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Russian Academy of Sciences
Central Astronomical Observatory at Pulkovo

SIXTH US/RUSSIAN
SPACE SURVEILLANCE WORKSHOP

August 22-26, 2005

Proceedings
Edited by P. Kenneth Seidelmann and Victor K. Abalakin

St. Petersburg, 2005


SATELLITE ORBITAL CONJUNCTION REPORTS ASSESSING THREATENING ENCOUNTERS IN SPACE (SOCRATES)

T.S. Kelso1 and S. Alfano2

1 Center for Space Standards & Innovation, 7150 Campus Drive, Suite 260, Colorado Springs, CO, USA 80920-6522.
2 Center for Space Standards & Innovation, 7150 Campus Drive, Suite 260, Colorado Springs, CO, USA 80920-6522.

Abstract. As a service to the satellite operator community, the Center for Space Standards & Innovation (CSSI) offers SOCRATESSatellite Orbital Conjunction Reports Assessing Threatening Encounters in Space. CSSI runs a list of all satellite payloads on orbit against a list of all objects on orbit using the catalog of all unclassified NORAD two-line element sets (TLEs) to look for satellite conjunctions for the coming week. The runs are made using, Satellite Tool Kits Conjunction Analysis Tools (STK/CAT) and the NORAD SGP4 propagator implemented in STK. This paper will discuss how SOCRATES works and how it can help satellite operators avoid undesired close approaches through advanced mission planning.
INTRODUCTION

As of 2005 August 15, NORAD tracks 9,379 in earth orbit, of which 2,954 are designated as payloads. While not all of these payloads are still active, about a third are and they perform a variety of important tasksmany vital to the global economy. Since these payloads tend to operate in a limited orbital regime (i.e., they are not randomly distributed) and share that regime with the rocket bodies, upper stages, and associated debris which put them in orbit, the potential exists that any of these payloads might collide with another object on orbit. At relative velocities up to 15 km/s, the results of such a collision would be catastrophic. In the geostationary belt, such a collision would generate debris which would drift around the belt indefinitely, putting at risk all other payloads in that orbit.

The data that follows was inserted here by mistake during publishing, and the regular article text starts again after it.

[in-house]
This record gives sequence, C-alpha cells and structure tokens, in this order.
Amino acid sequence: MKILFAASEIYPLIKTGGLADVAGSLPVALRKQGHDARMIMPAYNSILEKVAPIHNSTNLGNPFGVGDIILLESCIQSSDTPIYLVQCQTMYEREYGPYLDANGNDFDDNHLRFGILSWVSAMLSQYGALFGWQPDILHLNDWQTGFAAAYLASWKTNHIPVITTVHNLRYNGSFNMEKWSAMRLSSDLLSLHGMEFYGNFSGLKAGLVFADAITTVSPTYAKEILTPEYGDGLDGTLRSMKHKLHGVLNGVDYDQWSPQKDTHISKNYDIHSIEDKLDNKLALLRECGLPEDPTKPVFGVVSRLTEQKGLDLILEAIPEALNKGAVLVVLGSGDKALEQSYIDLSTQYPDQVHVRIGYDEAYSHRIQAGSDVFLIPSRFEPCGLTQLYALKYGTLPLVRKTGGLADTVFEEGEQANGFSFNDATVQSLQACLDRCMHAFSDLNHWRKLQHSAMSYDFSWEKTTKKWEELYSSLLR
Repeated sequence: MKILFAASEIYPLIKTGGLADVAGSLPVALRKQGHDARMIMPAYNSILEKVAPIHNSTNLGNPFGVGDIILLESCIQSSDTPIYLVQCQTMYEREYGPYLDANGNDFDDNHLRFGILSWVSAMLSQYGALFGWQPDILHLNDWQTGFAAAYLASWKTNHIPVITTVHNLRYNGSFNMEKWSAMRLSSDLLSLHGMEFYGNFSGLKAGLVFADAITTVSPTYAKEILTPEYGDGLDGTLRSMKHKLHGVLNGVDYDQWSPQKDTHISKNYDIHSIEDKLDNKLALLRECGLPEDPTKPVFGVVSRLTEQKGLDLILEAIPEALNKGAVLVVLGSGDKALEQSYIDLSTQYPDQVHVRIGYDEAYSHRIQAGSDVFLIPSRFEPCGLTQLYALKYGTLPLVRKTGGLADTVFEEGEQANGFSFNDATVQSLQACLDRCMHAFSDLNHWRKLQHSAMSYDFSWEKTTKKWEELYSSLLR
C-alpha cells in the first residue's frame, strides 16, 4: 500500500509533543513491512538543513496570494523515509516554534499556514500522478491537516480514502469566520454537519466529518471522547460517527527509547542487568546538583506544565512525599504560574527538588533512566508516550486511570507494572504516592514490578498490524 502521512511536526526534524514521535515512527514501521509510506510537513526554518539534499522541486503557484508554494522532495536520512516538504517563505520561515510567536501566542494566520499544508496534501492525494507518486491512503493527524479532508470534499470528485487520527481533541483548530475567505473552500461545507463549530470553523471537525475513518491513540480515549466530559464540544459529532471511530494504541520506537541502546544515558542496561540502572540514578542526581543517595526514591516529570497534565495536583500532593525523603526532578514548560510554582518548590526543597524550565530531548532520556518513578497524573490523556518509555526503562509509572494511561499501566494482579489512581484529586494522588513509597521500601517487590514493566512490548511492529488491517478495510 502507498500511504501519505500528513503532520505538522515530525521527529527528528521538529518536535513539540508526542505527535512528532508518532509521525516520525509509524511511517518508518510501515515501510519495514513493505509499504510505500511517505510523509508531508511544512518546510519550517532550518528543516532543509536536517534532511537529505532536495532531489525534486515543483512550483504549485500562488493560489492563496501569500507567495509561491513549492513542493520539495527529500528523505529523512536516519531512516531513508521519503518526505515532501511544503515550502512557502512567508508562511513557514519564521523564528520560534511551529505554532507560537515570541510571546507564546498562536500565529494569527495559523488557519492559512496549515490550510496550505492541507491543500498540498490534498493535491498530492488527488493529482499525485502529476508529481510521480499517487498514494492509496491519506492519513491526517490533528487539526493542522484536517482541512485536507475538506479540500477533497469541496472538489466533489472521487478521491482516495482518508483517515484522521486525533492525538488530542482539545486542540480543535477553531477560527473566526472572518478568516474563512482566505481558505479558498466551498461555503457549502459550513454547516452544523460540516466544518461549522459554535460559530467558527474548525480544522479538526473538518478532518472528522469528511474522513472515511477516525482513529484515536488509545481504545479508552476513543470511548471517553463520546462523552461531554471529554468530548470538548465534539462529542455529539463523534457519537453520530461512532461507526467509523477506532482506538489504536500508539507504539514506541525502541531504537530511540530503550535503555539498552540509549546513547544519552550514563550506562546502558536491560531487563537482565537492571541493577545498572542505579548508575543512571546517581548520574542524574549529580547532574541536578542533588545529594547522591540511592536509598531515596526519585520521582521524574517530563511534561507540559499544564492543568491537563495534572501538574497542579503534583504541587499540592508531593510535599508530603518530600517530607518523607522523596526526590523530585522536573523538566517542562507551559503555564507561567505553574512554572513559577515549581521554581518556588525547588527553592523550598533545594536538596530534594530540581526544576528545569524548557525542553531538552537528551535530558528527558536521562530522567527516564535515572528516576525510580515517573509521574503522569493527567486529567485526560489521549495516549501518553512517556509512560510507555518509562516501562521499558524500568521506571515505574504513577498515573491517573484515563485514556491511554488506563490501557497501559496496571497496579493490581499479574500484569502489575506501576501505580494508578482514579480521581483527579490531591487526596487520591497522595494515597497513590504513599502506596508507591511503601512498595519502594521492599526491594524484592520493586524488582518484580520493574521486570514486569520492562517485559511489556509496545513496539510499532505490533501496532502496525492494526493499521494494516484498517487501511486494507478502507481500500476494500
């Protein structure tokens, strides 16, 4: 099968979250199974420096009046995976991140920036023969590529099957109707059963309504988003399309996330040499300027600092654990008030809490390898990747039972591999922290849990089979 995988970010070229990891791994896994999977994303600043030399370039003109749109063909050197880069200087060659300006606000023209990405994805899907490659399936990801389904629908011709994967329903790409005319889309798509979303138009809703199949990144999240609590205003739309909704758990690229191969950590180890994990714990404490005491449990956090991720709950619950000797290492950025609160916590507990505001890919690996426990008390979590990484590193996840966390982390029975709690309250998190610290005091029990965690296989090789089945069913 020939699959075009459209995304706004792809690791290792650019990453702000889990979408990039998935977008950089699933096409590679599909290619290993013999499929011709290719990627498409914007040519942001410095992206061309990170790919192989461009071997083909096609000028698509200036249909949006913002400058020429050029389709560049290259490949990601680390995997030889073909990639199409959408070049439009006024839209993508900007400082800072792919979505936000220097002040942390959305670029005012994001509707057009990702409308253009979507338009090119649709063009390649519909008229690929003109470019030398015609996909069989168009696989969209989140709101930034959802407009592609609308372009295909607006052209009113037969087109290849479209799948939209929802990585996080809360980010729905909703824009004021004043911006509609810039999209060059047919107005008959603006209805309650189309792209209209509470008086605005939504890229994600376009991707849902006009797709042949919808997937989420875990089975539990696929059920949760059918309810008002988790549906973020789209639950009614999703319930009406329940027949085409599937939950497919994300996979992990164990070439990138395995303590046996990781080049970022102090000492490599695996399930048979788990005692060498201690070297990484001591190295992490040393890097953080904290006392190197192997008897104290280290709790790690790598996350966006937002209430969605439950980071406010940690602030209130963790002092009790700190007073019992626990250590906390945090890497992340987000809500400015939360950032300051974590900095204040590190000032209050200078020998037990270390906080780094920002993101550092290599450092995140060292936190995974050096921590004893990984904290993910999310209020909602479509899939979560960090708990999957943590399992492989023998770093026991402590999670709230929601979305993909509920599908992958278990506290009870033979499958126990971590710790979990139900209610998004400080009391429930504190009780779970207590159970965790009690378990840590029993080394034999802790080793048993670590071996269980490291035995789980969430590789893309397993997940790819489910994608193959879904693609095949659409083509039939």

While many satellite operators are aware of the possibility of a collision between their satellite and another object in earth orbit, most seem unaware of the frequency of near misses occurring each day. Until recently, no service existed to advise satellite operators of an impending conjunction of a satellite payload with another satellite, putting the responsibility for determining these occurrences squarely on the satellite operators shoulders. This problem has been further confounded by the lack of a timely, comprehensive data set of satellite orbital element sets and computationally efficient tools to provide predictions using industry- standard software. As a result, hundreds of conjunctions within 1 km occur each week with little or no intervention putting billions of dollars of space hardware at risk, along with their associated missions.